.Org registry PIR wants to bring best practices to IDN top level domain names.

dotorgOne of the big questions facing registries of existing top level domain names is how they should pursue Internationalized Domain Name “equivalents” of their domain names when they become available. These so-called IDN.IDN domain names will be available once new gTLDs — such as .nyc and .music — come out.

Last month we learned more about VeriSign’s plans for .com and .net; today I reached out to Lance Wolak, Director of Marketing & Product Management for Public Interest Registry (PIR), which manages .org.

PIR hopes to take a leading role in IDN top level domain names, as it has in other initiatives such as DNSSEC.

“We’re not primarily commercially driven in what we do,” explained Wolak. “We’re really driven to do what helps and protects the domain name registrant.”

When it comes to IDN top level domain names, PIR wants to show support for various communities.

“We’re doing this in the public interest and to show our support and respect for the different language communities,” said Wolak. “Idn.idn is a technology that we want to see move forward.”

IDN.org domain names, with the standard .org at the end, have been available in many languages since the middle of the last decade. Wolak said that many of these have been registered for search engine optimization purposes (i.e., exact match to what the searcher types in his or her language/script).

Wolak said it would be premature for PIR to give definite plans for .org-as-IDN domains, given that new TLD guidelines aren’t finalized yet.

“Right now we are watching the information that’s coming out of ICANN, and looking over the Draft Applicant Guidebook,” said Wolak. “Until that is finalized, we won’t have a hundred percent picture of the requirements to launch a new gTLD, which would include IDN TLDs. So we don’t have anything to announce on how many scripts we’ll go after, which ones, etc.”

Wolak noted that, in addition to Chinese script, Cyrillic and Arabic, PIR is looking at other popular scripts that have large populations behind them. Script tables are currently being developed for some scripts sets, including Arabic. PIR has been working with the community as it develops the tables. In addition to settling the tables, there are other issues for IDN TLDs that need to be worked out, such as current getting them to work with email systems.

There are still a number of open issues for IDN TLDs. But regardless of how they develop, PIR wants to be a thought leader.

“We want to take the approach that we can bring the best practices with what we’re doing in the .org space to a new IDN TLD,” said Wolak.


© DomainNameWire.com 2009.

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Domain Registries Clarify Stance on Registry-Registrar Separation

October 16, 2009afilias, Domain Registrars, Domaining, Domainnamewire, icann, Neustar, public interest registryComments Off on Domain Registries Clarify Stance on Registry-Registrar Separation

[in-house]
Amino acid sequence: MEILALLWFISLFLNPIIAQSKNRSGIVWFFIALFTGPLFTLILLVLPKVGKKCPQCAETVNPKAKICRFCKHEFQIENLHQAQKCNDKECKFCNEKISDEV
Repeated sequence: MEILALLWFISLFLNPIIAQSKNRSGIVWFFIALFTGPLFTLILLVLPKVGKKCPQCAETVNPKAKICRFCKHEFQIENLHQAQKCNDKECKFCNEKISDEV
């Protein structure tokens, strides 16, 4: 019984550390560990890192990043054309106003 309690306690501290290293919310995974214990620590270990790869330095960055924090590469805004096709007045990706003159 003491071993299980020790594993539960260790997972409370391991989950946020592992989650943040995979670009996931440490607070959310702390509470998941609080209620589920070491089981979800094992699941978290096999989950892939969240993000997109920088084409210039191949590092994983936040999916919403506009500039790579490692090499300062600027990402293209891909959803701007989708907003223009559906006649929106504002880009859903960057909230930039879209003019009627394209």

Afilias, PIR, and Neustar explain their position on a critical change to the domain name sales channel.

Domain registries have a lot to lose if registry/registrar separation ends with the introduction of new top level domain names. Representatives of several registries, including Afilias, Public Interest Registry, and Neustar, have sent a letter (pdf) to ICANN’s board and CEO that says ICANN is misstating the registry constituency’s position on registry/registrar separation.

The three registries say they have no problem with registrars entering the registry market, provided that they don’t sell second level domains for the TLDs they offer registry services for. In explaining the problems of integrated registries and registrars, the companies wrote:

If allowed to go forward, this proposed deregulation will facilitate “insider trading” that will open the door to abusive domain registration practices and higher domain name prices for some registrants. It will provide the affiliated registrar access to sensitive registry data that includes the entire universe of data for potential and existing domain names from all registrars that sell the TLD. A registry has the unique power to see DNS traffic in its domain; with access to this data, an affiliated registrar would be in a unique position to identify potentially high value names and monetize them through auctions, traffic sites or secondary market sales.

Here’s one point that isn’t covered in the letter: a combined registry/registrar can severely undercut other registrar’s pricing. If I run the registry for .web, I can offer .web domains through my own registrar for little more than the fees I pay ICANN on the registry side. That makes it hard for other registrars to compete.

[Update: I was just forwarded a link to a web site the registries have set up to explain registry/registrar separation and what they believe is at stake.]